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Friday, June 08, 2018

More Of Jekyll-Hyding


Dual Selling For Dual Personalities

Turns out the Jekyll-Hyde model for 1941 had twofold sales advantage, as, like J/H himself, it fell into dual categories as "one of the super-horror pictures of all time," or "an out-and-out romance," showmen advised to take a pick as to emphasis. Where chilling was aim, bally tricks were old as movies themselves, a mad lab for the lobby emulating Jekyll's own, cut-out monster heads, kid drawing contests, the lot. Posted jingles sucked out whatever dignity might have been inherent in literary origins: "Tracy is dashing; the ladies sinuous; popular prices --- performances continuous." For any exhibitor where money was concern (99% of them), a good display could be built from spit-glue always a handmaiden to promoting. Thomas D. Soriero of the United Artists Theatre in Los Angeles got a distortion mirror like ones at a fun house and hung it inside his checkroom, heavy black curtain and cloths lining the entrance and walls. Soriero wanted patrons to get a slant of themselves as Hyde, and figured a wacky mirror was surest way to give it to them.




Metro's Idea Of a Shock Combo in October 1954
To this he added the "magic potion" gag others had used to pump Jekyll-Hyde. That meant moving the house's water cooler to the entrance and replacing "the usual aqua pura" with water made green by vegetable coloring (harmless to the taste, but icky to look at). "The management dares you to tamper with the supernatural. Drink the Hyde solution. If you do ... what will happen?" The mirror hung amidst blackened trappings would answer that. "When you enter the scientific chamber, you will be transformed from human to devil. It will be revealed to you your secret longings. Eerie! Weird! Exciting!" Management took no responsibility for anyone that met his/her "death from a heart attack in the horror chamber," nor was there assurance that once transformed, a patron could "revert back to your natural self after drinking the fluid." The stunt, said Soriero, was "in the bag" as long lines formed outside the cloakroom-cum-horror chamber. Altogether cost was a well-worth-it $7.50, which was what Soriero paid for the mirror.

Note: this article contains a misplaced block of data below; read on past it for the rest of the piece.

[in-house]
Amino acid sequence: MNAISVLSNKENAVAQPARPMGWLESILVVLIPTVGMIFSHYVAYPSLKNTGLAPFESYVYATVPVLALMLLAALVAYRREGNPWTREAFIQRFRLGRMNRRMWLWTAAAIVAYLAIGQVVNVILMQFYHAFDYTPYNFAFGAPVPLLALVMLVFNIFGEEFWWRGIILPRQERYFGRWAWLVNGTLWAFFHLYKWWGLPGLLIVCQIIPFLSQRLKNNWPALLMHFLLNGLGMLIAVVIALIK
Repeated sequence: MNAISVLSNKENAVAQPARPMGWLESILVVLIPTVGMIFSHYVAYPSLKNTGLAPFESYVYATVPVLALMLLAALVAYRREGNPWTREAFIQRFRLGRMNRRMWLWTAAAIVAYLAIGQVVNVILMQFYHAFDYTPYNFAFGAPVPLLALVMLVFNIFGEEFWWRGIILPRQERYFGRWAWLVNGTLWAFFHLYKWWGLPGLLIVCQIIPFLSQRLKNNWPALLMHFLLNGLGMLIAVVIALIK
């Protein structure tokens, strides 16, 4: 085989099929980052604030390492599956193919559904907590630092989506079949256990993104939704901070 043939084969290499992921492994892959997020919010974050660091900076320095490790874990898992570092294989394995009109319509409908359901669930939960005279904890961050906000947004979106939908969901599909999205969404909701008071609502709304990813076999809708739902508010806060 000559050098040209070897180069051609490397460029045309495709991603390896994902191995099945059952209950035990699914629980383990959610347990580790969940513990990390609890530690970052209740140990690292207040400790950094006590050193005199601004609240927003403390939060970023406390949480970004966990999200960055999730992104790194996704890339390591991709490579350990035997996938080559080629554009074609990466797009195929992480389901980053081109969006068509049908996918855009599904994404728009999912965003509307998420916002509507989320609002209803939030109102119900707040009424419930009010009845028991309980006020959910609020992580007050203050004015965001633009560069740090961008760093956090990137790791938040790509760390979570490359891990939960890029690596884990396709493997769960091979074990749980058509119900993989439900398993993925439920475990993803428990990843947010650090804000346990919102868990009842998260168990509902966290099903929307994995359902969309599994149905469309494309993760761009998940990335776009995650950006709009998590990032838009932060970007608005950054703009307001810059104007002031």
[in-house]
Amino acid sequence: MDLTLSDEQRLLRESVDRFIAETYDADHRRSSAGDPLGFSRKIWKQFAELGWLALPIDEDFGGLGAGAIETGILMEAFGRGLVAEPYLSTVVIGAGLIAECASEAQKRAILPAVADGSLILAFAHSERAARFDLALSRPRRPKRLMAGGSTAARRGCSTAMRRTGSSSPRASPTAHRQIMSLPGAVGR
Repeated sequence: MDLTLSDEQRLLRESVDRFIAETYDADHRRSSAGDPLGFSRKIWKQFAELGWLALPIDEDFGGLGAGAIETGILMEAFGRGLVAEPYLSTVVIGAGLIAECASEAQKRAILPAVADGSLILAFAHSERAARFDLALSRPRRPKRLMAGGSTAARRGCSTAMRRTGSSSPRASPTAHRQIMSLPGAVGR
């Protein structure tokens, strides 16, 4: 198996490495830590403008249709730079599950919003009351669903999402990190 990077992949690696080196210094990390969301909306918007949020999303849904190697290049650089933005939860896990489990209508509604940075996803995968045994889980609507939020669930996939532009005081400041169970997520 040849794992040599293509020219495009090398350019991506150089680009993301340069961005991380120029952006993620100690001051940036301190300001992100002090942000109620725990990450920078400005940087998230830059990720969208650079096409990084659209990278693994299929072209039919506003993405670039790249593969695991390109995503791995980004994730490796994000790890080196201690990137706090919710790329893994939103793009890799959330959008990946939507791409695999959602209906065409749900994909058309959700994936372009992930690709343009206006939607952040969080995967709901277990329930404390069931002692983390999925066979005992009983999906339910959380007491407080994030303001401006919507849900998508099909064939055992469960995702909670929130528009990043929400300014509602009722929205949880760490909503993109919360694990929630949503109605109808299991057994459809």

The 1941 Jekyll-Hyde went well into profit, likely thanks to hoopla like this, and maybe Metro remembered how the horror slant paid, because when Dr. Jekyll and Mr. Hyde came back in October 1954, on a double with A Woman's Face, the fear factor was hammered without inhibition. You'd have thought these were cheapies out of Lippert, or something United Artists agreed, minus a better judgment, to distribute. Leo had a vigorous reissue program that year --- The Asphalt Jungle encoring with Battleground, and a couple Tarzans of theirs were revived as a pair. Dr. Jekyll and Mr. Hyde with A Woman's Face were tendered frankly as monster movies, which maybe Jekyll was, if you stretched a point, but all A Woman's Face had was Joan Crawford with face-scorch that in any case got removed by plastic surgery half way through. To call this one a horror film was plain misleading, and I wonder if admission-burnt youngsters didn't spread word that here was a cluck. Receipts varied from key site to key site. Memphis censors in 1954 wouldn't allow Dr. Jekyll and Mr. Hyde into theatres because Ingrid Bergman was in it, her a harlot still radioactive to decent patronage. Oldies from MGM and elsewhere did OK generally, kept distribution staffs hopping at least, but amounted not to windfalling, unless they were of Gone With The Wind caliber. Still, Jekyll copped $185K in fresh receipts. Before television came to a high dollar rescue, this was about a best an average vaultie could do.

5 Comments:

Blogger John McElwee said...

From Griff ---


Dear John:

MGM reissued A WOMAN'S FACE (with JEKYLL) as a horror movie? Gosh. Who'd have thought that old Leo was still trying new tricks back in the day?

Is some context here possible? Was $185K (I'm guessing this is a rentals figure) an acceptable reissue outcome? What would Metro net on something like this after expenses? [Of course, a re-release helped feed the company's distribution system and overhead.]

Regards,
-- Griff

Good point about that $185K domestic rentals figure, Griff. On the one hand, it was found money based on the fact both titles were oldies, though at the same time, Metro would have had to generate fresh paper to advertise them, plus 35mm SAFETY prints to distribute, that last no small expense, depending on how many prints were generated. I could wonder if, in the long run, the reissues seemed worth it.

11:24 AM  
Blogger Dave K said...

Decades later, didn't MGM do a theatrical reissue triple feature of MASK OF FU MANCHU, MARK OF THE VAMPIRE and the Paramount DR. JEKYLL (which they owned, post pre-code edit?) I'm thinkin' 1972 or so...

12:49 PM  
Blogger John McElwee said...

There was a triple bill of those films, though, unfortunately, it did not show up near me.

2:10 PM  
Blogger Reg Hartt said...

Those were the censored versions edited as well for time. Fortunately we now have them uncensored and unedited on digital. Paramount's DR. JEKYLL AND MR. HYDE is easily the best version as far as I am concerned altho no version presents Hyde as the charismatic and physically handsome creature Robert Louis Stevenson describes. Remember, Lucifer was the most beautiful of all the angels.

6:08 AM  
Blogger iarla said...

For comparison purposes, a Fox re-release of "Forever Amber" in '53 ( a blockbuster in '47) copped 95,000. Maybe sensing its appeal, Fox reissued/demoted Amber from the original Technicolor to B/W prints. The "Hyde" reissue take is impressive. Not sure the Crawford was the more attractive draw in this lineup.

8:03 AM  

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